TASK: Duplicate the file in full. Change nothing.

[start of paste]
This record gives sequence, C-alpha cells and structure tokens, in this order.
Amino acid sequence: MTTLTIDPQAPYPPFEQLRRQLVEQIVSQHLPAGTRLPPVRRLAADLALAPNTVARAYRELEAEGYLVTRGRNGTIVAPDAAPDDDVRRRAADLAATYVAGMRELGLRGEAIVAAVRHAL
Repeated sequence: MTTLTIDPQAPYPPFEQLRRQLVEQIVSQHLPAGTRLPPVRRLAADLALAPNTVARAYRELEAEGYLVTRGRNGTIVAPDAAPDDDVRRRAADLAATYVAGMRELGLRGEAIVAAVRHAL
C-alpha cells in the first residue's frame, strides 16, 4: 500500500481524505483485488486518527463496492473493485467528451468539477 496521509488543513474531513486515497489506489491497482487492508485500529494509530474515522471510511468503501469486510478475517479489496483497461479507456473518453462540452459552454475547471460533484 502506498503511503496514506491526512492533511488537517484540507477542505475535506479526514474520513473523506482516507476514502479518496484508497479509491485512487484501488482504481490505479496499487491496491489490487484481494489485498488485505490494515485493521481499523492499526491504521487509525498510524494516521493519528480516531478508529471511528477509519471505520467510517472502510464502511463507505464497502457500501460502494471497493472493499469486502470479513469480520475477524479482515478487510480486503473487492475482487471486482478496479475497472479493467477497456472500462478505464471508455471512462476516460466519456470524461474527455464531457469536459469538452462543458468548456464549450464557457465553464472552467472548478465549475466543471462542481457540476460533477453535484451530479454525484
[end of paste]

This record gives sequence, C-alpha cells and structure tokens, in this order.
Amino acid sequence: MTTLTIDPQAPYPPFEQLRRQLVEQIVSQHLPAGTRLPPVRRLAADLALAPNTVARAYRELEAEGYLVTRGRNGTIVAPDAAPDDDVRRRAADLAATYVAGMRELGLRGEAIVAAVRHAL
Repeated sequence: MTTLTIDPQAPYPPFEQLRRQLVEQIVSQHLPAGTRLPPVRRLAADLALAPNTVARAYRELEAEGYLVTRGRNGTIVAPDAAPDDDVRRRAADLAATYVAGMRELGLRGEAIVAAVRHAL
C-alpha cells in the first residue's frame, strides 16, 4: 500500500481524505483485488486518527463496492473493485467528451468539477 496521509488543513474531513486515497489506489491497482487492508485500529494509530474515522471510511468503501469486510478475517479489496483497461479507456473518453462540452459552454475547471460533484 502506498503511503496514506491526512492533511488537517484540507477542505475535506479526514474520513473523506482516507476514502479518496484508497479509491485512487484501488482504481490505479496499487491496491489490487484481494489485498488485505490494515485493521481499523492499526491504521487509525498510524494516521493519528480516531478508529471511528477509519471505520467510517472502510464502511463507505464497502457500501460502494471497493472493499469486502470479513469480520475477524479482515478487510480486503473487492475482487471486482478496479475497472479493467477497456472500462478505464471508455471512462476516460466519456470524461474527455464531457469536459469538452462543458468548456464549450464557457465553464472552467472548478465549475466543471462542481457540476460533477453535484451530479454525484